The official site of Kaw Nation


Notes presented here are designed to clarify why one piece of information was used over another. History is not always clear with what is the truth, what is assumption, or misunderstood. As time moves on, so do the definitions of the situation you perceive. In order for us to understand one another, here are a few clarifications:

  1. There are 125 different pronunciations and spellings for “People of the South Wind,” according to William E. Unrau. It is my understanding the “Kanza” name is the one people prefer. Kaw Nation is their official title. These two names will be used unless the reference is a quote, title of a book or specific to the statement in history. This should make it easier to distinguish the reference between the Kanza People and the State of Kansas.
  2. The publication was not intended to produce a literary book of the Kanza People; it was to supply relevant dates and references important to the history of the Kaw Nation. Individuals searching for information should be able to look up dates and key words with very little effort.
  3. There is a reference to Superintendent William Clark; this is the same William Clark who traveled with Meriwether Lewis across the continent. In 1807, he was appointed to the position of Superintendent of Indian Affairs for the Louisiana Territory out of St. Louis.
  4. In my research, there was a great deal of information on Charles Curtis. Very little information was put in the timeline about him, due to space issues and publication costs. However, if you wish to know more about his life in Kansas or his years in a political office, there is a museum dedicated to him in Topeka, Kan.
  5. Some information on the Dhegiha People was taken from a new book recently published. This book is a collection of research by Mr. Richard Edjing, a friend of mine. He was the archeologist for the Fort Leonard Wood Military. While this book is not readily available, Kaw Nation has two copies in its Kanza Museum Archives and the Kaw Nation Library in Kaw City, Okla.
  6. There have been some concerns the dates were printed in error to a particular historic event. History is an unexpected partner when researching. It would seem the date published in your favorite book of history might not be the only historic date published for this event. It is difficult to determine the correct date should you find more than one. The dates chosen for the publication, however, were found in two or more credible texts. The Timeline Booklet is not a book of history; it is only a reference book that is designed to give you a starting point. Due to the publishing guidelines, space and cost, not all of the references could be printed in the booklet.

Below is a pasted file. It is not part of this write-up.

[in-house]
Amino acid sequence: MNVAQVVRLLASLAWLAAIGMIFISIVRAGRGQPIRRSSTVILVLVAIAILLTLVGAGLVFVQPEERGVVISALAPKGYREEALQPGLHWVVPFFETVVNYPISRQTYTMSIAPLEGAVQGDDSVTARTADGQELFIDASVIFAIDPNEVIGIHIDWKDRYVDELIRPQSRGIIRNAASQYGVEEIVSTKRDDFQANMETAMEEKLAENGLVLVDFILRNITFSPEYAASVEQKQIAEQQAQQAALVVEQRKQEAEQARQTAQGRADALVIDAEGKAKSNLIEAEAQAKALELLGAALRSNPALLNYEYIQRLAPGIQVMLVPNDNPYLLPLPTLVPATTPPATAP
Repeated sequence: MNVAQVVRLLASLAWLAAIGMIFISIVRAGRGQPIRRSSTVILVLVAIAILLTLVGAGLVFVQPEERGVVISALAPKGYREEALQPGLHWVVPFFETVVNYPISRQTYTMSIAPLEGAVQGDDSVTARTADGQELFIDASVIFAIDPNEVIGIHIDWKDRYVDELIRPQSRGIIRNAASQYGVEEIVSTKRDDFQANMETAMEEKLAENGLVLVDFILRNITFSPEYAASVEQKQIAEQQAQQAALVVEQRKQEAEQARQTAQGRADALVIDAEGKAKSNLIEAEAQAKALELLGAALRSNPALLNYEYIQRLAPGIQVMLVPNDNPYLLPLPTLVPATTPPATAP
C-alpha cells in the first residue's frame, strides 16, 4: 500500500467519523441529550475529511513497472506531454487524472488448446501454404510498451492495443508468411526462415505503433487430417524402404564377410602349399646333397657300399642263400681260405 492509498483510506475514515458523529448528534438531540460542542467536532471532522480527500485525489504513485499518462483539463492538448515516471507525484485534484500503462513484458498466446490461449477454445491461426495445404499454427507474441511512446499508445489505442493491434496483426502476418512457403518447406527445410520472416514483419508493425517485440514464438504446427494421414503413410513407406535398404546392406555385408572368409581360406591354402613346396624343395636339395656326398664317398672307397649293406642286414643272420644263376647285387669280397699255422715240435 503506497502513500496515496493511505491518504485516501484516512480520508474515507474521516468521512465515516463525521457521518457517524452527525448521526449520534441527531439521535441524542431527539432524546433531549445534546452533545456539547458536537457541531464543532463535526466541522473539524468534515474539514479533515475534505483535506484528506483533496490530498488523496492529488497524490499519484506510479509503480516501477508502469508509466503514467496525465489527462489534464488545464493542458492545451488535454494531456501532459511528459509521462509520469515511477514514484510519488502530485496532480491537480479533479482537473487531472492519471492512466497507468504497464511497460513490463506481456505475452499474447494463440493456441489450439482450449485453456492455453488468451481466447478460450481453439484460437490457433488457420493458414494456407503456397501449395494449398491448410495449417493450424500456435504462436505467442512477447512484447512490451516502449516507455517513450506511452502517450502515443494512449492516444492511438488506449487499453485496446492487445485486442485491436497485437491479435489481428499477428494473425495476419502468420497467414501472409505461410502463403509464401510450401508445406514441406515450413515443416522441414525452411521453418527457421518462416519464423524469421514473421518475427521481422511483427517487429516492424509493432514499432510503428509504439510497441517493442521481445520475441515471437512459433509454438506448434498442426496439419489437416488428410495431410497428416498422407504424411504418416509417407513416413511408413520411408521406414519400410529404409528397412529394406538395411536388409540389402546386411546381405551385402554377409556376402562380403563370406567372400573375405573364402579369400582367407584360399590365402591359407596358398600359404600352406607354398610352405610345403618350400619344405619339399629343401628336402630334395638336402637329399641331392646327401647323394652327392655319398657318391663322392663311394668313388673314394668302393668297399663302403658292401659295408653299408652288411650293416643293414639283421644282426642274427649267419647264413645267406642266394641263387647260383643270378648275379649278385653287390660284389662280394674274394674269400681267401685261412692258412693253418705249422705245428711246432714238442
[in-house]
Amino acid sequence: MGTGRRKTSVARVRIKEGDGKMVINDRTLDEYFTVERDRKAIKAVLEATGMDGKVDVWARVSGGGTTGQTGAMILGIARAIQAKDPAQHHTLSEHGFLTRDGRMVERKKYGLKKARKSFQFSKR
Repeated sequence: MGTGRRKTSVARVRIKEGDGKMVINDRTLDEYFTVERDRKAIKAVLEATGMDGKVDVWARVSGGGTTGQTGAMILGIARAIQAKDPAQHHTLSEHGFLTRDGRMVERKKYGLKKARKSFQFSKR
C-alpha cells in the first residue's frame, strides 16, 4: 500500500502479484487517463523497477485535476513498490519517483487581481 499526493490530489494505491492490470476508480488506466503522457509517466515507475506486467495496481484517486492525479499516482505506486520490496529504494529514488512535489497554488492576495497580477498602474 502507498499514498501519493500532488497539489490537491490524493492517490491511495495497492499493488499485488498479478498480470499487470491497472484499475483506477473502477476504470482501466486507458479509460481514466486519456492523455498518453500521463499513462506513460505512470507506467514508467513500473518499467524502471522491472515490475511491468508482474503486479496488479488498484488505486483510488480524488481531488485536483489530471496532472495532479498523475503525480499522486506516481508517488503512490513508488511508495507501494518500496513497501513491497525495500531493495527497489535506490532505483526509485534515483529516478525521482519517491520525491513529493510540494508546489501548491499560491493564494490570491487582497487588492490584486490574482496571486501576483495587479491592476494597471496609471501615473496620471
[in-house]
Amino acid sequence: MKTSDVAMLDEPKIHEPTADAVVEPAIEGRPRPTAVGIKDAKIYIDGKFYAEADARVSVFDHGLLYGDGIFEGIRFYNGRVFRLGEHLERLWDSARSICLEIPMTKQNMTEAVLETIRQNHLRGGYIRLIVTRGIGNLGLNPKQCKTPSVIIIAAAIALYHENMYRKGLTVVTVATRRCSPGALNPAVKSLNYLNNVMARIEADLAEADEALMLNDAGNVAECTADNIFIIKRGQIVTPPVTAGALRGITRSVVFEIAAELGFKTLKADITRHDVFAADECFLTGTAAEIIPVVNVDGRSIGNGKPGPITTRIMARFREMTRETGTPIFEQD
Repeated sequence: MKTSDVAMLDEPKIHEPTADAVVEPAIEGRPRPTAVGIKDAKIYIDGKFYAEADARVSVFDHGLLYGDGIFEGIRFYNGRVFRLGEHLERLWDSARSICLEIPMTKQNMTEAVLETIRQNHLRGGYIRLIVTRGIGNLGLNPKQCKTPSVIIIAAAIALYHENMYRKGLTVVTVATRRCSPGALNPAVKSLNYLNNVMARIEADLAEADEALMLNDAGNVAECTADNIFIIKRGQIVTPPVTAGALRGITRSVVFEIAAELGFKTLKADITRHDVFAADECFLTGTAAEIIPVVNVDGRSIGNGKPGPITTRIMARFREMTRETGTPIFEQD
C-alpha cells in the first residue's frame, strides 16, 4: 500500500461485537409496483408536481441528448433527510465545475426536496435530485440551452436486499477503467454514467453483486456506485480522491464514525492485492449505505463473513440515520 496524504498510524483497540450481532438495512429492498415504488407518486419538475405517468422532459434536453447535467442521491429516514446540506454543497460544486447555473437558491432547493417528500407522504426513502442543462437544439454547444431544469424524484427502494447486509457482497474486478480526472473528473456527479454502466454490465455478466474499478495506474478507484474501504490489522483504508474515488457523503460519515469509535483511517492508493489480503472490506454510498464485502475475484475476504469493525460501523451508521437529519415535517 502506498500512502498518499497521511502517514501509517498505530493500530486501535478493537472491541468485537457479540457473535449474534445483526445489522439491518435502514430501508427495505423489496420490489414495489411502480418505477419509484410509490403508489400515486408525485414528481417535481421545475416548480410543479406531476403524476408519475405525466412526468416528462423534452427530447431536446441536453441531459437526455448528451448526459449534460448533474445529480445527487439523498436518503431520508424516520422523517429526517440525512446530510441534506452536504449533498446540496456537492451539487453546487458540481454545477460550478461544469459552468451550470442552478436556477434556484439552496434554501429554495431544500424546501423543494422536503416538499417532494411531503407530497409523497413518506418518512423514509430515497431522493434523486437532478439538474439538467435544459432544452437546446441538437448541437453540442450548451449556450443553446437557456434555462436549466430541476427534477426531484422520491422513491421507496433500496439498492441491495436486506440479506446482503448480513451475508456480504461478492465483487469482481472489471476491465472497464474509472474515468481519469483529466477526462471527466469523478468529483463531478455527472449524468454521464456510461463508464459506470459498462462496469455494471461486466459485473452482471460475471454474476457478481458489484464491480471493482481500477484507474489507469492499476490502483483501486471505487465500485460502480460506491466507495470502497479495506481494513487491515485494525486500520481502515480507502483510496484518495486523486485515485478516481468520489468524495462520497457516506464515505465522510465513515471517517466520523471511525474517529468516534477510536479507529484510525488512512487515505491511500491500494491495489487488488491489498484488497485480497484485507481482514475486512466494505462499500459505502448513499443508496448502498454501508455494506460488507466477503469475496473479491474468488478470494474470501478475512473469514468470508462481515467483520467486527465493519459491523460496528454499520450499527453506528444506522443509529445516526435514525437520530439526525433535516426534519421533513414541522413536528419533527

7. There was a question regarding the reference of 1848 of two categories. The Commissioner of Indian Affairs divided the lands into plush and fertile for white settlement, or inaccessible and not good for crops or Indian lands. The land in reference was fertile lands held in 1848 by the Omaha, Otoe, Missouri, Osage and Kanza. Most tribes soon found they were being transferred to Oklahoma Territory, which is the second category. If you are still not clear, please contact Crystal Douglas at our toll free number, 1-866-404-5297.
  8. The Seasonal Lodging (tepee) photos on the first page of the timeline booklet is believed to have been taken in Kansas in the 1860s during a Kanza summer buffalo hunt. Only one reference to this was found, and we were unable to locate the original photo.
  9. Louis Jolliet and Father Jacques Marquette’s map shows the location of the Kanza Village in Missouri (1673) and can be found in the Newberry Library in Chicago. www.newberry.org
  10. The story about the Kanza in 1673, published in the Boy Scout book in the 1890s, “Ranch of the Ox Hide” is not available in print. However, the entire book can be viewed online. Search under Henry Inman, 1898. http://www.archive.org/
  11. Someone brought to my attention the 1872 reference to the removal of the Kaw to Indian Territory was not the correct date; it should be June 1873. The 1873 date is correct; it was typed in error on the booklet. Please accept my apologies for the error.
  12. Another question was the outbreak of smallpox affecting the population of the Kanza people in Kansas. In my research there were four outbreaks of smallpox while the Kanza were in the Kansas territory. This reference is meant to show one of the reasons for the decline in population. It was suggested the outbreak was in the summer of 1855. According to Morehouse’s book written in 1908, the timeline article is correct according to his publication. Please keep in mind there were more than one village and more than one outbreak. Smallpox records do provide reasons for the decline in populations and becomes an excuse for areas having population decline with no apparent reason. When you are researching the reasons for population decline, the first is starvation, the second is disease, and the third is genocide by a rival group.


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